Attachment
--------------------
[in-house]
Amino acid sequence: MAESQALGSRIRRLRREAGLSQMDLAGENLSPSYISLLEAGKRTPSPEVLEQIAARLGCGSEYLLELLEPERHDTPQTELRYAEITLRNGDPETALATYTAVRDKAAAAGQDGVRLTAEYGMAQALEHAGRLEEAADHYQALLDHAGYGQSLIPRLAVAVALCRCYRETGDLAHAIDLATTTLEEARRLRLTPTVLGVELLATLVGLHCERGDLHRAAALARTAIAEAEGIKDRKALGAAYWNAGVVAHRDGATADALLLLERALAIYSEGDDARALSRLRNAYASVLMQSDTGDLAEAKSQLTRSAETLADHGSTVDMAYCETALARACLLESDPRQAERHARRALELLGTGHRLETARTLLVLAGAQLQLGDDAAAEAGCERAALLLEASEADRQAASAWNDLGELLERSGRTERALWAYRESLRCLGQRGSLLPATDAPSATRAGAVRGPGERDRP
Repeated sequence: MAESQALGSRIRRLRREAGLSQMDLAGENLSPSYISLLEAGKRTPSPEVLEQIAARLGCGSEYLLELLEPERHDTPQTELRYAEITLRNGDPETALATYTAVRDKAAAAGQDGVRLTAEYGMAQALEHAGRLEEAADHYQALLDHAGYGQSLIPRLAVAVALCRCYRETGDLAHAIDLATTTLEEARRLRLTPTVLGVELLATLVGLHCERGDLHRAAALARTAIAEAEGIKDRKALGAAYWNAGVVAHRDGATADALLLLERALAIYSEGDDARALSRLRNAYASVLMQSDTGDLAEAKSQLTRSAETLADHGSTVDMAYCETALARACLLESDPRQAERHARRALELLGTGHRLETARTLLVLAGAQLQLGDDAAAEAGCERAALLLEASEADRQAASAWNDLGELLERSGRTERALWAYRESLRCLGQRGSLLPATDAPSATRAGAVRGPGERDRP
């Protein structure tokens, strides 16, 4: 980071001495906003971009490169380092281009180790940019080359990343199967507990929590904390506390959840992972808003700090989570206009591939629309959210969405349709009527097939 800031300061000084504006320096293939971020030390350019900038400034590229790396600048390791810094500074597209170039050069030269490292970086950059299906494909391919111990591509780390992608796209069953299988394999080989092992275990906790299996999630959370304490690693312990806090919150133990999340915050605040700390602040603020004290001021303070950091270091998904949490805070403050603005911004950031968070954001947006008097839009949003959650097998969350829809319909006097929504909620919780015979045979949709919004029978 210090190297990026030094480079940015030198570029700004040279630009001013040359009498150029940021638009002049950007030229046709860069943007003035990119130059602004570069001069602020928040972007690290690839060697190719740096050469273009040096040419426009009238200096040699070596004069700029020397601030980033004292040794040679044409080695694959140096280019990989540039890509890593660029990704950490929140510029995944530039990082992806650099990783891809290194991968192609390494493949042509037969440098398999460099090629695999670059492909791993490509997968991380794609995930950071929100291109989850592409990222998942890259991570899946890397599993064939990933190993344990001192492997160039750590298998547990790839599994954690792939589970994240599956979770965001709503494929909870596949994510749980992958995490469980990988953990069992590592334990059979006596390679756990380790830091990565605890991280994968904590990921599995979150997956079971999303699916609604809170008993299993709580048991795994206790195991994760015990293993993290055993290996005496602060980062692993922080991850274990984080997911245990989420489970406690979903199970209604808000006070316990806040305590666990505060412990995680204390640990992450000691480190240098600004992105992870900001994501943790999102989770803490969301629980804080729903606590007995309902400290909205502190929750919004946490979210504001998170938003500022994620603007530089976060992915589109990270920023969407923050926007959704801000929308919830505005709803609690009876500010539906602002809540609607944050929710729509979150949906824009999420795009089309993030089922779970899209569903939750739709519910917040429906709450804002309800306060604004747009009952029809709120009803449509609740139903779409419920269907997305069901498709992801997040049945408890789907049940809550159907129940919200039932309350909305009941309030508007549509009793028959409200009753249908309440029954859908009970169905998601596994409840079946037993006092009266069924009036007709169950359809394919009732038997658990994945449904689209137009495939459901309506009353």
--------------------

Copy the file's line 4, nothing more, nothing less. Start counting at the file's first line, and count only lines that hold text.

């Protein structure tokens, strides 16, 4: 980071001495906003971009490169380092281009180790940019080359990343199967507990929590904390506390959840992972808003700090989570206009591939629309959210969405349709009527097939 800031300061000084504006320096293939971020030390350019900038400034590229790396600048390791810094500074597209170039050069030269490292970086950059299906494909391919111990591509780390992608796209069953299988394999080989092992275990906790299996999630959370304490690693312990806090919150133990999340915050605040700390602040603020004290001021303070950091270091998904949490805070403050603005911004950031968070954001947006008097839009949003959650097998969350829809319909006097929504909620919780015979045979949709919004029978 210090190297990026030094480079940015030198570029700004040279630009001013040359009498150029940021638009002049950007030229046709860069943007003035990119130059602004570069001069602020928040972007690290690839060697190719740096050469273009040096040419426009009238200096040699070596004069700029020397601030980033004292040794040679044409080695694959140096280019990989540039890509890593660029990704950490929140510029995944530039990082992806650099990783891809290194991968192609390494493949042509037969440098398999460099090629695999670059492909791993490509997968991380794609995930950071929100291109989850592409990222998942890259991570899946890397599993064939990933190993344990001192492997160039750590298998547990790839599994954690792939589970994240599956979770965001709503494929909870596949994510749980992958995490469980990988953990069992590592334990059979006596390679756990380790830091990565605890991280994968904590990921599995979150997956079971999303699916609604809170008993299993709580048991795994206790195991994760015990293993993290055993290996005496602060980062692993922080991850274990984080997911245990989420489970406690979903199970209604808000006070316990806040305590666990505060412990995680204390640990992450000691480190240098600004992105992870900001994501943790999102989770803490969301629980804080729903606590007995309902400290909205502190929750919004946490979210504001998170938003500022994620603007530089976060992915589109990270920023969407923050926007959704801000929308919830505005709803609690009876500010539906602002809540609607944050929710729509979150949906824009999420795009089309993030089922779970899209569903939750739709519910917040429906709450804002309800306060604004747009009952029809709120009803449509609740139903779409419920269907997305069901498709992801997040049945408890789907049940809550159907129940919200039932309350909305009941309030508007549509009793028959409200009753249908309440029954859908009970169905998601596994409840079946037993006092009266069924009036007709169950359809394919009732038997658990994945449904689209137009495939459901309506009353």